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Monday, 3 June 2013
Page: 4775


Mr CRAIG KELLY (Hughes) (13:51): Last night, the 60 Minutesprogram on the Nine Network put to air an important story about the dangers of the bat lyssavirus, a form of rabies. It told the heartbreaking story of the death of a Queensland boy who had been scratched by a bat, while playing tennis, and how he developed a brain infection that led to fits, paralysis and, ultimately, a painful death. The message from the program is that we must educate our children never to handle bats and, should they ever be scratched or bitten by a bat, they must immediately be taken to a doctor. It is a matter of life and death. There is a post exposure vaccination available, but it is recommended that medical advice be sought immediately.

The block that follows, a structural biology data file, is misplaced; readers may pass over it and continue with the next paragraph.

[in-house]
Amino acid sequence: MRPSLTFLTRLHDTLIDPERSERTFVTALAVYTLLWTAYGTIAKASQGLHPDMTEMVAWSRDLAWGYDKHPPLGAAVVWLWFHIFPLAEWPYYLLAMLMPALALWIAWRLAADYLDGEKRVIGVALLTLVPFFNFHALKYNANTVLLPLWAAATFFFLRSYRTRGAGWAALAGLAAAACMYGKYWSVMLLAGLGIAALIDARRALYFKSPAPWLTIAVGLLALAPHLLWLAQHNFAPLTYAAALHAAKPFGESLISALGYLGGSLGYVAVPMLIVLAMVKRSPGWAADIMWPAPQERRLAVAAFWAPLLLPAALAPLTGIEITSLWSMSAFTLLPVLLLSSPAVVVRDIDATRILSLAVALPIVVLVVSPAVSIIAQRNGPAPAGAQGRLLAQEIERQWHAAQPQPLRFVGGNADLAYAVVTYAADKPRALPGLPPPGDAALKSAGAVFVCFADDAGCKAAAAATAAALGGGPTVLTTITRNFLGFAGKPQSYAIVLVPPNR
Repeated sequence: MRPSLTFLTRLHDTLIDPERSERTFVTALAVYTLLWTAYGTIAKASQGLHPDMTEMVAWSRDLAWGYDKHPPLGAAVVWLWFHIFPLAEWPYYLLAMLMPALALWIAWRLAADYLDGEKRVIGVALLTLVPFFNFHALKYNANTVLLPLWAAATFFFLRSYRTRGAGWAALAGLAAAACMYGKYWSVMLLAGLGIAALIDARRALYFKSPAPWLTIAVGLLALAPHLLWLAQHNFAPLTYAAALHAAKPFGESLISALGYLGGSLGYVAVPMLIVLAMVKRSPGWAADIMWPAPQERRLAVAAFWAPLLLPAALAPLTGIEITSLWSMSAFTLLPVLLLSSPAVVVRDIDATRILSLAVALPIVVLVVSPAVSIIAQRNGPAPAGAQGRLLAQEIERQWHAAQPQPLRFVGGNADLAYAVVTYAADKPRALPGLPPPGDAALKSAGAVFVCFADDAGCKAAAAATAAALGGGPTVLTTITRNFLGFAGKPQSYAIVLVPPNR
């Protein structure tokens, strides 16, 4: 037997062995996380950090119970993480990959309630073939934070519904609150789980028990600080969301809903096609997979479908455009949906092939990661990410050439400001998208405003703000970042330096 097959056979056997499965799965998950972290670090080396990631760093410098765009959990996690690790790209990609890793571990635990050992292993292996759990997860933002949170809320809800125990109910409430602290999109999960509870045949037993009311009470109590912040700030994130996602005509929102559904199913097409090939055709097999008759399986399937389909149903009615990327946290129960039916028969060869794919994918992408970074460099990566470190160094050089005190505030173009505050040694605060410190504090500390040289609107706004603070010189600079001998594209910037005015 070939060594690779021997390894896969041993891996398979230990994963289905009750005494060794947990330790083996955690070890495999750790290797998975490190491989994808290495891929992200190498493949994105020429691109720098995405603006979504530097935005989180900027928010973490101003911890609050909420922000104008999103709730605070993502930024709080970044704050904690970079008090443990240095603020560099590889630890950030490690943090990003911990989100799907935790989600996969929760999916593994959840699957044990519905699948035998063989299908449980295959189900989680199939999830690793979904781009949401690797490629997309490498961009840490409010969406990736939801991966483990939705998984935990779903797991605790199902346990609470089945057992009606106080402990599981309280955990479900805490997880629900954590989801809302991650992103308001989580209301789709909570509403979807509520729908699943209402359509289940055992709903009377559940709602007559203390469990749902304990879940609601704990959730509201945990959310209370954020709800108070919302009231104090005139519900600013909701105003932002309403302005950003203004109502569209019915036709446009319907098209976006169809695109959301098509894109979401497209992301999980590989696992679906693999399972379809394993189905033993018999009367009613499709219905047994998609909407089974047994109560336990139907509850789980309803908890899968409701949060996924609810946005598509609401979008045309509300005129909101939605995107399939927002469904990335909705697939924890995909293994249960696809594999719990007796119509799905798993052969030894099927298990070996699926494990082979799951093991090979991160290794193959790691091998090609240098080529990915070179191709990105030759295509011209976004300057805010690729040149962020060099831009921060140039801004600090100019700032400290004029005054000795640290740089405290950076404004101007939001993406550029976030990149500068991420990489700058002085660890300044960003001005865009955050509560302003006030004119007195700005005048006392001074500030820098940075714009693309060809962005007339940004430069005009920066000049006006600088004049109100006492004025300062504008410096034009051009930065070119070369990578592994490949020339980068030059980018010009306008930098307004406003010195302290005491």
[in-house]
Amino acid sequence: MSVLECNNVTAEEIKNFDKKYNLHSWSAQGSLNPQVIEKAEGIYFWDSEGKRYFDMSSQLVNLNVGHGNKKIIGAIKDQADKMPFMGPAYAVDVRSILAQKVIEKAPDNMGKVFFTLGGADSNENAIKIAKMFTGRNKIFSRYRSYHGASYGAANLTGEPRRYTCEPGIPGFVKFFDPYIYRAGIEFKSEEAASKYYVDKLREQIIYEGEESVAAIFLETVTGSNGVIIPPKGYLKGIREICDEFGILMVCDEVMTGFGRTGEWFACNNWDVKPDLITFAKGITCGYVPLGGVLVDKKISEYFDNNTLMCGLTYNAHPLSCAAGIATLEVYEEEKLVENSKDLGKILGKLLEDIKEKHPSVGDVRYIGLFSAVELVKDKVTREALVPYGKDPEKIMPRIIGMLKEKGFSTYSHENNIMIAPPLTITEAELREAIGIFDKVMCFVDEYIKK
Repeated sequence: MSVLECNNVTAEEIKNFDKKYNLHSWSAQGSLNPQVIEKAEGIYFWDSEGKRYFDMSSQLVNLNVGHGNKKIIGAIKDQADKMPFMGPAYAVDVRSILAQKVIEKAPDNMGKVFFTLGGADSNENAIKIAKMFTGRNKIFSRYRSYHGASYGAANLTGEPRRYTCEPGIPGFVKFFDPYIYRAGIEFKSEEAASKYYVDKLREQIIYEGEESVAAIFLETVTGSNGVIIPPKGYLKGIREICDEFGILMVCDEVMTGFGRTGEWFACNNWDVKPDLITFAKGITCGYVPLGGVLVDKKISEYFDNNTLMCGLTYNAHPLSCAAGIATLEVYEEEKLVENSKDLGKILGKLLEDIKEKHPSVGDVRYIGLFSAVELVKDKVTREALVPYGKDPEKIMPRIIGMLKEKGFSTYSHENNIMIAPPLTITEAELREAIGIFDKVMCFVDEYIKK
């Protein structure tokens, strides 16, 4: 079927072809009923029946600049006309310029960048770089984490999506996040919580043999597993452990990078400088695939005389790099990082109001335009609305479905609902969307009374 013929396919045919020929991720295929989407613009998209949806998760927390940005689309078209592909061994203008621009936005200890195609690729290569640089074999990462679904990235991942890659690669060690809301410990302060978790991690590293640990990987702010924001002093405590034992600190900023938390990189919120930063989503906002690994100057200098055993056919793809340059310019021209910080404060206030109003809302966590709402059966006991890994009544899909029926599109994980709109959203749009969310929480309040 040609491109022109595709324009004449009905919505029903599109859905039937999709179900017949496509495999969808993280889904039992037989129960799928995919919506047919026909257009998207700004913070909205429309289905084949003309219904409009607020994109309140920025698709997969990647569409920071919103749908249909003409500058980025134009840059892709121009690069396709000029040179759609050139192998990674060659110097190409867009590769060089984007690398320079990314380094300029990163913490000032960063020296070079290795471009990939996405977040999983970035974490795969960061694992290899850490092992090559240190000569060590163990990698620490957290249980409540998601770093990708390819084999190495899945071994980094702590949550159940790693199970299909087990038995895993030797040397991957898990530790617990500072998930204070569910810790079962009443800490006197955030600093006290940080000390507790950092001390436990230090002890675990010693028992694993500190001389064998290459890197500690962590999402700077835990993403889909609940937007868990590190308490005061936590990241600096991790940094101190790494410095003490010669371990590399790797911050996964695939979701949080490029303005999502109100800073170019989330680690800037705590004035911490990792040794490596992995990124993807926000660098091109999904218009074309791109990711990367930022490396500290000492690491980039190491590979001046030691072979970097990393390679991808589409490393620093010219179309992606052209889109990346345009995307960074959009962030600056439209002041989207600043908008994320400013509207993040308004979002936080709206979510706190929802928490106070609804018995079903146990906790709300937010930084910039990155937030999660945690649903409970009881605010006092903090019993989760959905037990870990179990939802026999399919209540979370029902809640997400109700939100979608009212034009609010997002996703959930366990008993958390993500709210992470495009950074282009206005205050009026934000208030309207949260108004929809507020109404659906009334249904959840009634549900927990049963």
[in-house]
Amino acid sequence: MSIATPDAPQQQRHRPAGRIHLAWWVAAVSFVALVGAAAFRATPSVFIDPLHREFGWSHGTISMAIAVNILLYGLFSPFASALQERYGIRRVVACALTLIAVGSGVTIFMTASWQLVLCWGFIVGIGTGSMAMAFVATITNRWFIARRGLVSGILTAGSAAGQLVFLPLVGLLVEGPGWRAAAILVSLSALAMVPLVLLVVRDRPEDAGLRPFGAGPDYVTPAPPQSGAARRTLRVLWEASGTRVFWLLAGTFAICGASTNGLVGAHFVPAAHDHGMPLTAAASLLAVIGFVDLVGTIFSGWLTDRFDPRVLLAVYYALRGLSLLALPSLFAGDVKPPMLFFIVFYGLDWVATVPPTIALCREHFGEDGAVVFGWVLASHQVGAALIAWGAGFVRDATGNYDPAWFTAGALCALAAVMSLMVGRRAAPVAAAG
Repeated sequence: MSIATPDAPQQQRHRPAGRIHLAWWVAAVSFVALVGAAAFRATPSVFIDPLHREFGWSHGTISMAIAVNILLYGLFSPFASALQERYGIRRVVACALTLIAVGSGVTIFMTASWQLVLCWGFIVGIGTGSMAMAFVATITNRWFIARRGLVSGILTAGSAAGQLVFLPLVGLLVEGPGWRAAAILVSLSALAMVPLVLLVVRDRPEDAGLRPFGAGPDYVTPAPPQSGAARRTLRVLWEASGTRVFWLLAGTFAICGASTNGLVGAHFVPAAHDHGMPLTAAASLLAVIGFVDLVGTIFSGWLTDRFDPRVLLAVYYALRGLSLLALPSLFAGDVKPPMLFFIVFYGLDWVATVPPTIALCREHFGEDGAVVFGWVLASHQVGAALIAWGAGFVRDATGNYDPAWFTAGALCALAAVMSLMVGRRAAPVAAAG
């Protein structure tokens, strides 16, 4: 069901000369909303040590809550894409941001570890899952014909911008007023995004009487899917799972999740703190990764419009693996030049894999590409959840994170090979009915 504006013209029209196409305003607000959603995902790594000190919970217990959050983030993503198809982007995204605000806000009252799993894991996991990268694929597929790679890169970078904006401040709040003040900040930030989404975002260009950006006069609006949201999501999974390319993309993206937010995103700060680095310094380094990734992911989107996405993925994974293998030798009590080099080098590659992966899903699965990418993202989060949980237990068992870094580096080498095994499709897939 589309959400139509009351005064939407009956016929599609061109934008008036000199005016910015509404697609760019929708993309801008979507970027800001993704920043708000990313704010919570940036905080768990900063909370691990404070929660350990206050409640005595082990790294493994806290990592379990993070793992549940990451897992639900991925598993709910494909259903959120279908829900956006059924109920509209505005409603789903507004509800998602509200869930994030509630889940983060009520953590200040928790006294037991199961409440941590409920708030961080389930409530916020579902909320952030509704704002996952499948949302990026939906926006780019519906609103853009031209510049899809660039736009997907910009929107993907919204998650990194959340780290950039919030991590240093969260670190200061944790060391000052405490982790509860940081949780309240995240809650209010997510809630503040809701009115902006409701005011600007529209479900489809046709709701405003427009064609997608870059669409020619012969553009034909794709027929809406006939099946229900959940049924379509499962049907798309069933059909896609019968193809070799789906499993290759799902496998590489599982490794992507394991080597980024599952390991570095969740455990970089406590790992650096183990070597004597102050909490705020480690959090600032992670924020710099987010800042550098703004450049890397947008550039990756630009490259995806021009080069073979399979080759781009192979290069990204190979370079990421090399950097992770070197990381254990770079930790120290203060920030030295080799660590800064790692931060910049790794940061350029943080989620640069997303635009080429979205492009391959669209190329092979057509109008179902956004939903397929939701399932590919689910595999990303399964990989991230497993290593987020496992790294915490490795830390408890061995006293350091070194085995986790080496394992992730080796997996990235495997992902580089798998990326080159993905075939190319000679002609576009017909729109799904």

The question arises: what happens when our children are disabled and they cannot speak and so cannot tell us if they have been bitten or scratched by a bat? That is the problem that faces the parents, carers and teachers of Bates Drive Special School and the Sylvan Vale Foundation in Kareela, for, right next to their facilities in Sydney's south, a colony of 10,000 flying foxes has moved in after their relocation from Kurnell during the construction of the desalination plant. The Sutherland Shire Council, led by Mayor Kent Johns and Councillor Tom Croucher, are doing the right thing. They are preparing a management plan, but they need the support from the environment minister. I call on the environment minister do everything he can to work with the Sutherland Shire Council— (Time expired)